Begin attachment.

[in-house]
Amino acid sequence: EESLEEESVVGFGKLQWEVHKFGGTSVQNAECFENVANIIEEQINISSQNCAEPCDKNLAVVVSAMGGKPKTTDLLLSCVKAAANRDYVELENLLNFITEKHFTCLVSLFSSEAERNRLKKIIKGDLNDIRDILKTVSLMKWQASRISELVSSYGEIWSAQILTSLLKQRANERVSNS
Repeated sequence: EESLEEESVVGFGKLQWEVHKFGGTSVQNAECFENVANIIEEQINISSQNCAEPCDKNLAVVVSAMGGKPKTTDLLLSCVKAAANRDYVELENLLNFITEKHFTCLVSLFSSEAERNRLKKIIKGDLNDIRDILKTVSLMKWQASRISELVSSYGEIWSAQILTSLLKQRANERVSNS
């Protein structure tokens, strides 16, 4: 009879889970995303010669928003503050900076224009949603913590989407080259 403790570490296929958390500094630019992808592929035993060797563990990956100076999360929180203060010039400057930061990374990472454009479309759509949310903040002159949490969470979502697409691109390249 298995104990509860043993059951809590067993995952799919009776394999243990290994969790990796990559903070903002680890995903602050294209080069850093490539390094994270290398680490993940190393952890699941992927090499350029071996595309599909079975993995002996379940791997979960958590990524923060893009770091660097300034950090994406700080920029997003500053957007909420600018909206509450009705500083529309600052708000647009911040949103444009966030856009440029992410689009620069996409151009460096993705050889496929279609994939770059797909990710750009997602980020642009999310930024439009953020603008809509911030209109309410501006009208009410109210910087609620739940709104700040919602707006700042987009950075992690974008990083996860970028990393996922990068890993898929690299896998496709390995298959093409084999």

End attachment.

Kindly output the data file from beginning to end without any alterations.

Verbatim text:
[in-house]
Amino acid sequence: EESLEEESVVGFGKLQWEVHKFGGTSVQNAECFENVANIIEEQINISSQNCAEPCDKNLAVVVSAMGGKPKTTDLLLSCVKAAANRDYVELENLLNFITEKHFTCLVSLFSSEAERNRLKKIIKGDLNDIRDILKTVSLMKWQASRISELVSSYGEIWSAQILTSLLKQRANERVSNS
Repeated sequence: EESLEEESVVGFGKLQWEVHKFGGTSVQNAECFENVANIIEEQINISSQNCAEPCDKNLAVVVSAMGGKPKTTDLLLSCVKAAANRDYVELENLLNFITEKHFTCLVSLFSSEAERNRLKKIIKGDLNDIRDILKTVSLMKWQASRISELVSSYGEIWSAQILTSLLKQRANERVSNS
């Protein structure tokens, strides 16, 4: 009879889970995303010669928003503050900076224009949603913590989407080259 403790570490296929958390500094630019992808592929035993060797563990990956100076999360929180203060010039400057930061990374990472454009479309759509949310903040002159949490969470979502697409691109390249 298995104990509860043993059951809590067993995952799919009776394999243990290994969790990796990559903070903002680890995903602050294209080069850093490539390094994270290398680490993940190393952890699941992927090499350029071996595309599909079975993995002996379940791997979960958590990524923060893009770091660097300034950090994406700080920029997003500053957007909420600018909206509450009705500083529309600052708000647009911040949103444009966030856009440029992410689009620069996409151009460096993705050889496929279609994939770059797909990710750009997602980020642009999310930024439009953020603008809509911030209109309410501006009208009410109210910087609620739940709104700040919602707006700042987009950075992690974008990083996860970028990393996922990068890993898929690299896998496709390995298959093409084999």